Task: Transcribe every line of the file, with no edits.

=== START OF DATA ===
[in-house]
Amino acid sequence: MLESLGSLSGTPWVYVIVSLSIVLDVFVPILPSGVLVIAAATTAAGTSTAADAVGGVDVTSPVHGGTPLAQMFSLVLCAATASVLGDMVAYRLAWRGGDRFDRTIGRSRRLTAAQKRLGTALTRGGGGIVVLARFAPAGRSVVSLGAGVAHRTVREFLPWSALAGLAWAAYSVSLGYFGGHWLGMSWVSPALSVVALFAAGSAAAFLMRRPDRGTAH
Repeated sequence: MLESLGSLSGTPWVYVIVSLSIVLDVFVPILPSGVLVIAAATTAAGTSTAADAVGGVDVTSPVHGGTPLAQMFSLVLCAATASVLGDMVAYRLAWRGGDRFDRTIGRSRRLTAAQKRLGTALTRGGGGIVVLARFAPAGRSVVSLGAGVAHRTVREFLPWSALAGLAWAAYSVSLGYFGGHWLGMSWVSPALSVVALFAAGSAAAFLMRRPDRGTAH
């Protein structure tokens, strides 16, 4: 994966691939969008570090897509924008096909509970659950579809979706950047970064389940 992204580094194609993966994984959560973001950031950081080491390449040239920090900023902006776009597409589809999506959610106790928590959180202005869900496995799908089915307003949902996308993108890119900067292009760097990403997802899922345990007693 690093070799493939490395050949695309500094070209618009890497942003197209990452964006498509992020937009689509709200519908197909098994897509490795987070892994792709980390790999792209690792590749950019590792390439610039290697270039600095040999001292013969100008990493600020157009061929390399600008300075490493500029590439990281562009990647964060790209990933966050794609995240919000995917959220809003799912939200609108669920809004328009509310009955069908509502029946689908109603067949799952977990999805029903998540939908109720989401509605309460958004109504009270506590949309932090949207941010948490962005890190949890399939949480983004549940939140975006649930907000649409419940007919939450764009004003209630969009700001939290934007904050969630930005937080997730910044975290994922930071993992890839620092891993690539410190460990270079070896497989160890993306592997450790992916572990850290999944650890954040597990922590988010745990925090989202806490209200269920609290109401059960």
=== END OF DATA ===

[in-house]
Amino acid sequence: MLESLGSLSGTPWVYVIVSLSIVLDVFVPILPSGVLVIAAATTAAGTSTAADAVGGVDVTSPVHGGTPLAQMFSLVLCAATASVLGDMVAYRLAWRGGDRFDRTIGRSRRLTAAQKRLGTALTRGGGGIVVLARFAPAGRSVVSLGAGVAHRTVREFLPWSALAGLAWAAYSVSLGYFGGHWLGMSWVSPALSVVALFAAGSAAAFLMRRPDRGTAH
Repeated sequence: MLESLGSLSGTPWVYVIVSLSIVLDVFVPILPSGVLVIAAATTAAGTSTAADAVGGVDVTSPVHGGTPLAQMFSLVLCAATASVLGDMVAYRLAWRGGDRFDRTIGRSRRLTAAQKRLGTALTRGGGGIVVLARFAPAGRSVVSLGAGVAHRTVREFLPWSALAGLAWAAYSVSLGYFGGHWLGMSWVSPALSVVALFAAGSAAAFLMRRPDRGTAH
């Protein structure tokens, strides 16, 4: 994966691939969008570090897509924008096909509970659950579809979706950047970064389940 992204580094194609993966994984959560973001950031950081080491390449040239920090900023902006776009597409589809999506959610106790928590959180202005869900496995799908089915307003949902996308993108890119900067292009760097990403997802899922345990007693 690093070799493939490395050949695309500094070209618009890497942003197209990452964006498509992020937009689509709200519908197909098994897509490795987070892994792709980390790999792209690792590749950019590792390439610039290697270039600095040999001292013969100008990493600020157009061929390399600008300075490493500029590439990281562009990647964060790209990933966050794609995240919000995917959220809003799912939200609108669920809004328009509310009955069908509502029946689908109603067949799952977990999805029903998540939908109720989401509605309460958004109504009270506590949309932090949207941010948490962005890190949890399939949480983004549940939140975006649930907000649409419940007919939450764009004003209630969009700001939290934007904050969630930005937080997730910044975290994922930071993992890839620092891993690539410190460990270079070896497989160890993306592997450790992916572990850290999944650890954040597990922590988010745990925090989202806490209200269920609290109401059960």